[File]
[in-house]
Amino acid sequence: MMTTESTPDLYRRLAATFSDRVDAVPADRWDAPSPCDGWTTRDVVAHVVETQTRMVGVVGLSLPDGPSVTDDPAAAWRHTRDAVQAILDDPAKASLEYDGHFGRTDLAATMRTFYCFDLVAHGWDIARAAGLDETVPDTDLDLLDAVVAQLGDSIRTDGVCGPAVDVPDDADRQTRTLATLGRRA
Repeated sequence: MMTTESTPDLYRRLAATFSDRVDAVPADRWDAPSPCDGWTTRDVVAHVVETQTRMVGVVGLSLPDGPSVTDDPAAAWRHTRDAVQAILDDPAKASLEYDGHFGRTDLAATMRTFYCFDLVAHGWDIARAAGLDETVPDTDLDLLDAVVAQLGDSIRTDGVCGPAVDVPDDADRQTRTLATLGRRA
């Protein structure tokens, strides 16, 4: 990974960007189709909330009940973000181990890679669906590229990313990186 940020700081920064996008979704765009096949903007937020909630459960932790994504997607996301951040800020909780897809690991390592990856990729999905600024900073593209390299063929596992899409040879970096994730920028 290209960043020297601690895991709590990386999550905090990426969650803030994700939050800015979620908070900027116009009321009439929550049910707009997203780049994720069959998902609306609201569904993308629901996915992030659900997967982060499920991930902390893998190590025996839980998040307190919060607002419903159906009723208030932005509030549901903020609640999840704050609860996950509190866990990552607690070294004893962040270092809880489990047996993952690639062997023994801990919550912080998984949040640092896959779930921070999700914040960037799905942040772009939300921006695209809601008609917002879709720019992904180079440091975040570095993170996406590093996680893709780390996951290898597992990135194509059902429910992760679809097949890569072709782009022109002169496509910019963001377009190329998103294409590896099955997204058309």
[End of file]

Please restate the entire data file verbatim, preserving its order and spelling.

[in-house]
Amino acid sequence: MMTTESTPDLYRRLAATFSDRVDAVPADRWDAPSPCDGWTTRDVVAHVVETQTRMVGVVGLSLPDGPSVTDDPAAAWRHTRDAVQAILDDPAKASLEYDGHFGRTDLAATMRTFYCFDLVAHGWDIARAAGLDETVPDTDLDLLDAVVAQLGDSIRTDGVCGPAVDVPDDADRQTRTLATLGRRA
Repeated sequence: MMTTESTPDLYRRLAATFSDRVDAVPADRWDAPSPCDGWTTRDVVAHVVETQTRMVGVVGLSLPDGPSVTDDPAAAWRHTRDAVQAILDDPAKASLEYDGHFGRTDLAATMRTFYCFDLVAHGWDIARAAGLDETVPDTDLDLLDAVVAQLGDSIRTDGVCGPAVDVPDDADRQTRTLATLGRRA
């Protein structure tokens, strides 16, 4: 990974960007189709909330009940973000181990890679669906590229990313990186 940020700081920064996008979704765009096949903007937020909630459960932790994504997607996301951040800020909780897809690991390592990856990729999905600024900073593209390299063929596992899409040879970096994730920028 290209960043020297601690895991709590990386999550905090990426969650803030994700939050800015979620908070900027116009009321009439929550049910707009997203780049994720069959998902609306609201569904993308629901996915992030659900997967982060499920991930902390893998190590025996839980998040307190919060607002419903159906009723208030932005509030549901903020609640999840704050609860996950509190866990990552607690070294004893962040270092809880489990047996993952690639062997023994801990919550912080998984949040640092896959779930921070999700914040960037799905942040772009939300921006695209809601008609917002879709720019992904180079440091975040570095993170996406590093996680893709780390996951290898597992990135194509059902429910992760679809097949890569072709782009022109002169496509910019963001377009190329998103294409590896099955997204058309």